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Deep Adaptation

It is already too late to escape the worst consequences of global warming.

To avoid widespread societal collapse, our relationship with the natural world must be rethought from first principles. A deep adaptation must occur and this process demands a reflection on new forms of life and coexistence, new material cultures, forms of degrowth and, ultimately, new ways of thinking about habitat and architecture.

Today’s development industry, housing markets, economic models and systems of resource management will not survive the coming decades. A new deal must be struck between humanity and our planet; a negotiation between the poles of desperate techno-optimism and an impossible return to primitivism. For architects, this means rapidly developing radical alternatives: new categories of design, ownership, construction, economics, planning and infrastructure. 

Of late, there has been a great public awakening to humanity’s impact on the environment. This sudden shift has led to a rising popularity of ‘sustainable’ design among architects. But sustainability is entirely the wrong term. 

Sustainability aims to avoid resource depletion and achieve ecological balance. However, by focusing on maintenance, sustainability is not able to move beyond the status quo in meaningful ways. All sustainability can hope for is mitigation and management. Instead, we argue for the concept of ‘deep adaptation’.

But what does it mean to adapt? Adaptation is a responsive change in state. It is often rapid, necessary and urgent. Adaptation is the violent undercurrent to macro evolution. Adaptation has no preconditions and makes no assumptions. It is purely pragmatic and focused on survival.

Deep adaptation is not about a speculative future, but the extreme present. DIP6 will focus on preparing architects for radically different conditions. Our aim is to understand how the social figure of the architect might react and, ultimately, how deep adaptation will impact domestic space and contemporary forms of life.

Extended Brief

Unit Staff

Guillermo López Ibanez is an architect and theorist. He is a founding member of MAIO, whose focus is on both built works and research projects.

Jack Self is an architect and editor. He is the Director of the REAL foundation and the Editor-in-Chief of Real Review..

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The Architectural Association receives Taught Degree Awarding Powers by the Lords of Her Majesty’s Most Honourable Privy Council.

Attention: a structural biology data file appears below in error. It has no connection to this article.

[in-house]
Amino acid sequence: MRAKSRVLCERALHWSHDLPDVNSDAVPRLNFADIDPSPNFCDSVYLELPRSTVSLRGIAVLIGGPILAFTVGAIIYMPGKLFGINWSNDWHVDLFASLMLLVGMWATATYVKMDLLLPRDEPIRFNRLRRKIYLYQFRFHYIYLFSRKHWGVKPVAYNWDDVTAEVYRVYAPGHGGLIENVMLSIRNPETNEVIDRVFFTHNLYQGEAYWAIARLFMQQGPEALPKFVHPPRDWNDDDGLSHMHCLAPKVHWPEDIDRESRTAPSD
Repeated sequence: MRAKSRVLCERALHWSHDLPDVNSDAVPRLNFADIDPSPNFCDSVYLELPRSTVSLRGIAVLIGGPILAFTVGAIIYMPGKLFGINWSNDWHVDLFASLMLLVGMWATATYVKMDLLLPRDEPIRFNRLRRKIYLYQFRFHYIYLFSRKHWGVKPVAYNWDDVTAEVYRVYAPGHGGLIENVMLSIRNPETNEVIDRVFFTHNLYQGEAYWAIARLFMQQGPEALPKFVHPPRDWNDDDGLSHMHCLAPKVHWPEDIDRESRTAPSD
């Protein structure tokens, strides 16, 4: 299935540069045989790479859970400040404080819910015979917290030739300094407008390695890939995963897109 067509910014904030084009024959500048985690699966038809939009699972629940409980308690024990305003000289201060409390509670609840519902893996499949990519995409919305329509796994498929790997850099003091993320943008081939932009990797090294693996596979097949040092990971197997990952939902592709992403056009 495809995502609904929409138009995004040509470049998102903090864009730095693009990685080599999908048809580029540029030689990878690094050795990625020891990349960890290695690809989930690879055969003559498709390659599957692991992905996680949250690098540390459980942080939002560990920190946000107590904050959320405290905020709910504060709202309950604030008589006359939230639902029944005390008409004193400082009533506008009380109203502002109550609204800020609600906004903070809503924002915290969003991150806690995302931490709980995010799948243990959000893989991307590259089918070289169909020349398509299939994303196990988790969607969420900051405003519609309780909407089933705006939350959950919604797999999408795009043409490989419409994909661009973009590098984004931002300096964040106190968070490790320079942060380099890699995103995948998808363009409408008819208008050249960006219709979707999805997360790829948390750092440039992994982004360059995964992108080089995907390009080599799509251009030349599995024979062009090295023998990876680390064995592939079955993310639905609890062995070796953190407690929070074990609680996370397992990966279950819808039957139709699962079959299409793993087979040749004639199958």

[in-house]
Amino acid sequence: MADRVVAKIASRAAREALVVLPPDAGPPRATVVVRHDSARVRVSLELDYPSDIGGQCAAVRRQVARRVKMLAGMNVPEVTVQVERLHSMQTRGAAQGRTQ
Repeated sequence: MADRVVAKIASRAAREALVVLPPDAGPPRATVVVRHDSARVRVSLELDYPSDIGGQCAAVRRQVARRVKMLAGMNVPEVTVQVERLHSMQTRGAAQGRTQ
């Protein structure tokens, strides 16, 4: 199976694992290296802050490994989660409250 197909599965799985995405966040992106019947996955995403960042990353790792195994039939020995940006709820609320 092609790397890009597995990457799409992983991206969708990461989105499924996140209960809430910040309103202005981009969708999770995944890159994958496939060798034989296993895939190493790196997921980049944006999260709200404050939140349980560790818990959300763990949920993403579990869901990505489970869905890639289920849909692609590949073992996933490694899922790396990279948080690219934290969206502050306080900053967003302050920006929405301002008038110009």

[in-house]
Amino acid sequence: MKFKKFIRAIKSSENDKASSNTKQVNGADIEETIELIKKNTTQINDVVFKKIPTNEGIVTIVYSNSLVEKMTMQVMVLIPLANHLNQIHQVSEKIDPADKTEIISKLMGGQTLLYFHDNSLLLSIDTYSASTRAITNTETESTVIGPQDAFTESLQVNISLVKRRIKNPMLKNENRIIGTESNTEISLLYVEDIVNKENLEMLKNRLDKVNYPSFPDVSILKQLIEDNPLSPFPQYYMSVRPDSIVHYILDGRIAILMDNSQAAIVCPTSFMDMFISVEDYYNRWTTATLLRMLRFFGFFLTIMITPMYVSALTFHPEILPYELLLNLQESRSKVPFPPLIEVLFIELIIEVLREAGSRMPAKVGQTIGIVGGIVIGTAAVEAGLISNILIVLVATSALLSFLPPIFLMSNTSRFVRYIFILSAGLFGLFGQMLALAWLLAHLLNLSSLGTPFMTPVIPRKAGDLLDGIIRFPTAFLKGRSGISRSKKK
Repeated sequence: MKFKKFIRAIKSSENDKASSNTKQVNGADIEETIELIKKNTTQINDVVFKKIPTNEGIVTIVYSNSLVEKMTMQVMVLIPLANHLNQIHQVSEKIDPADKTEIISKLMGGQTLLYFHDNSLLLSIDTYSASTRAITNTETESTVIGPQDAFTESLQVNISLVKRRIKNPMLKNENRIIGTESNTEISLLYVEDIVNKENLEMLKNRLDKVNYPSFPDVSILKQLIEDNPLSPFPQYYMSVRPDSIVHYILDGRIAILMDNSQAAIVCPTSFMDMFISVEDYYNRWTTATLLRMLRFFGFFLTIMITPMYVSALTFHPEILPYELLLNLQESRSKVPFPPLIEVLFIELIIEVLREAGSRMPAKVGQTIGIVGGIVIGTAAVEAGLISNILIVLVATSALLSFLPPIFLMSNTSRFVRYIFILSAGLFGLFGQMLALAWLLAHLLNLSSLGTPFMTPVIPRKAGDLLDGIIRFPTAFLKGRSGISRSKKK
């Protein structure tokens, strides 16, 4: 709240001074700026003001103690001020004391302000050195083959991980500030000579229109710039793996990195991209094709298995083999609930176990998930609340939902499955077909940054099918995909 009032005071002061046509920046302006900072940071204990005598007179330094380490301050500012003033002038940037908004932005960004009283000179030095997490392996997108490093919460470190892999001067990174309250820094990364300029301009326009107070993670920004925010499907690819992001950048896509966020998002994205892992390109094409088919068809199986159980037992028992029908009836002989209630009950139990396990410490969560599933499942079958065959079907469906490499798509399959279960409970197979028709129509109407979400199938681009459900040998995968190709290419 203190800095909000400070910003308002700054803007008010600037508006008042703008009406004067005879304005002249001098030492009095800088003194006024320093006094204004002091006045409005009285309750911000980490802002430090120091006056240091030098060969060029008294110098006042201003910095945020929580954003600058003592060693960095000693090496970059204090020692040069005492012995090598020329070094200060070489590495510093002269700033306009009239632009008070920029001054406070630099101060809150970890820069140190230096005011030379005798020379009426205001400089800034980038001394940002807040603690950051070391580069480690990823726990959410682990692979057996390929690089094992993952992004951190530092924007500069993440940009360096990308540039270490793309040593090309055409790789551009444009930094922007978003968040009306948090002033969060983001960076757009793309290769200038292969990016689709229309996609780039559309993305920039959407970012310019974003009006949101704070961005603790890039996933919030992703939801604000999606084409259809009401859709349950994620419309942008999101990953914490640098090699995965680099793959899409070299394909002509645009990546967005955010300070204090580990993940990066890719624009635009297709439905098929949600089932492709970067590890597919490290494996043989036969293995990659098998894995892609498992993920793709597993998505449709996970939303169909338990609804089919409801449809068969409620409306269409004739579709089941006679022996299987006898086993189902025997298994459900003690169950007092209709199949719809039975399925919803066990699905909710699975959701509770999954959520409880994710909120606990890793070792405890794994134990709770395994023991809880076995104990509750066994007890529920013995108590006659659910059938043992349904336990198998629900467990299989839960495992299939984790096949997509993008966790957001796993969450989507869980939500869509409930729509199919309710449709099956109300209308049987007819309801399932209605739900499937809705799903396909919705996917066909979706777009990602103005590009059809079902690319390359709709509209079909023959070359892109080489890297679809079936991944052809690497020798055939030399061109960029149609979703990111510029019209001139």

The Architectural Association (AA), the oldest independent school of architecture in the United Kingdom, is pleased to announce that it has been granted the power to award its own degrees. As of 1 October 2019, the AA has the right to establish new academic programmes and degree awards and is working to create some of the world’s most pioneering courses in architecture to shape and build the future.

Taught Degree Awarding Powers (TDAP) give UK higher education institutions the right to award bachelor’s and master’s degrees. Prospective students worldwide can apply to the AA Foundation Course (Foundation Diploma), Experimental Programme BA(Hons), Diploma Programme (MArch), and nine taught postgraduate programmes encompassing History and Critical Thinking in Architecture (MA), Projective Cities (Taught MPhil) and Sustainable Environmental Design (MSc/MArch), amongst others.

AA Director, Eva Franch said, ‘since our founding in 1847 we have never ceased to create new horizons, institutionally and academically. This is a significant milestone for the AA and demonstrates how we have grown and progressed as an institution that has always valued independence. Receiving TDAP marks a new era for our institution; these are exciting times for the AA. The process has required considerable work from all members of staff and students. I would like to take this opportunity to credit them for this major achievement’.

President of the AA Council, Victoria Thornton added, ‘the TDAP process has recognised our strong governance, academic standards, scholarship and teaching as well as the environment supporting the delivery of taught higher education programmes’.

The School’s application for Taught Degree Awarding Powers was supported by the Architects Registration Board, the Royal Institute of British Architects and The Open University.